Sunday, April 19, 2009

Gnocchi with cherry tomato and pancetta sauce

I can't truly say that the gnocchi recipe is my own since most basic gnocchi recipes are very similar to this one. Nevertheless, I have included it for referenced use with the various gnocchi and pasta sauces throughout this book (if they don't exist yet, they will someday :) ). Gnocchi are small potato dumplings that are most often used in pasta-like dishes.
I made the cherry tomato and pancetta sauce (below the gnocchi recipe) for Becky's birthday dinner this year. It turned out pretty well and is really easy to make!


  • Russet potatoes
  • Eggs
  • Parmesan and/or Romano cheese (freshly grated)
  • Flour
  1. I don't usually include proportions in my recipes, but I figure that for this recipe I could probably make something up. Here are my best guesses:
  2. For each pound of potato, use:
    • 1 Egg
    • 1/2 c. grated cheese
  3. One pound of potato will yield about two small first course portions
  4. Boil the potatoes with skins on until just tender - you don't want them to fall apart when a fork is put through them, but they should be tender enough to pierce easily
  5. Remove potatoes from water and place them out on a walled cookie sheet, reserving the potato water
  6. When the potatoes are just cool enough to peel (2 - 3 minutes), remove all skin and blemishes
  7. Roughly mash the potatoes with a fork, but be careful not to overdo it - you want to mash them just enough so all large chunks have been broken down
  8. Let the potatoes sit for a while and cool, 10 - 15 minutes
  9. After they have reached a comfortable temperature, put them in a large bowl with the cheese and egg, mixing well
  10. The dough will be pretty sticky at this point, so begin adding flour a little at a time until the ball is pliable and able to be gently rolled out without breaking
  11. If you end up adding too much flour, work some of the reserved potato water into the dough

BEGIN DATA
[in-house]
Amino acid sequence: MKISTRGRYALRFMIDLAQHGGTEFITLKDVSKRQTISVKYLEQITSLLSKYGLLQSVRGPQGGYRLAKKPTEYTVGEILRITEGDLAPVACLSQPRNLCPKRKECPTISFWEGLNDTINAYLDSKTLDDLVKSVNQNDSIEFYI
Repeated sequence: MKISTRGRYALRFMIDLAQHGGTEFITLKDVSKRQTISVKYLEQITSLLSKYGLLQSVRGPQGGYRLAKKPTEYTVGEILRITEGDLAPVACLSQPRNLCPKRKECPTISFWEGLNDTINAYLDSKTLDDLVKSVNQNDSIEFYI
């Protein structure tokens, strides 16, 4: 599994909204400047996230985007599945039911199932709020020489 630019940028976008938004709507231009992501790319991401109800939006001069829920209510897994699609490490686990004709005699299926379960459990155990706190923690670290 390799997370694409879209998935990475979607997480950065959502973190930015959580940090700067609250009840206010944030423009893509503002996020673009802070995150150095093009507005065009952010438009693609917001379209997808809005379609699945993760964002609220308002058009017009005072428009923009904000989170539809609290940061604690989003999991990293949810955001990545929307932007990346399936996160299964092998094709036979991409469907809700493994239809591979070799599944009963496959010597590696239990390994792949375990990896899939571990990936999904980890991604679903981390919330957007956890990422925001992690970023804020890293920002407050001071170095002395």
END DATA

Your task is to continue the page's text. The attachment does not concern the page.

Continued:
12. Remove a small chunk of the dough, smaller than baseball size, and place the rest of the dough into a covered bowl
  13. Roll out this chunk into a long snake about 1/2" thick
  14. Cut the snaked dough into 1" segments, these will be the dumplings
  15. If you would like, there are a few techniques you can use to get the traditional gnocchi shape (ridges) that help to keep the dumpling covered in whatever sauce you serve them with. I use a gnocchi paddle, which you can pick up at a specialty culinary store; or you can just use the back side of a fork. This is kind of a tricky procedure to explain without pictures, so search for "shaping gnocchi" in Google to see how it's done.
  16. And that's it for the dumplings themselves. You can use them in place of traditional pasta in many dishes. If you do not use them right away, they freeze very well.

Cherry Tomato and Pancetta Sauce

  • Red onion, finely sliced
  • Garlic, minced
  • Pancetta, chopped into 1/8" chunks
  • Cherry tomatoes
  • Basil, fresh
  • Oregano, fresh
  • Chianti
  1. In a large pan, sauté the onion and garlic in a bit of extra virgin olive oil until tender
  2. Add the pancetta and sauté for about 5 minutes
  3. Add the whole cherry tomatoes to the pan
  4. Reduce heat to medium low and cover, stirring occasionally to prevent the ingredients from sticking to the pan
  5. The tomatoes will begin to soften and burst after a few minutes
  6. When the tomatoes have formed a nice sauce, add the fresh basil and oregano and mix well
  7. Add some chianti to the sauce and scrape up any pieces that may have gotten stuck to the bottom of the pan
  8. Simmer the sauce until slightly reduced
  9. Best served immediately over gnocchi (44).

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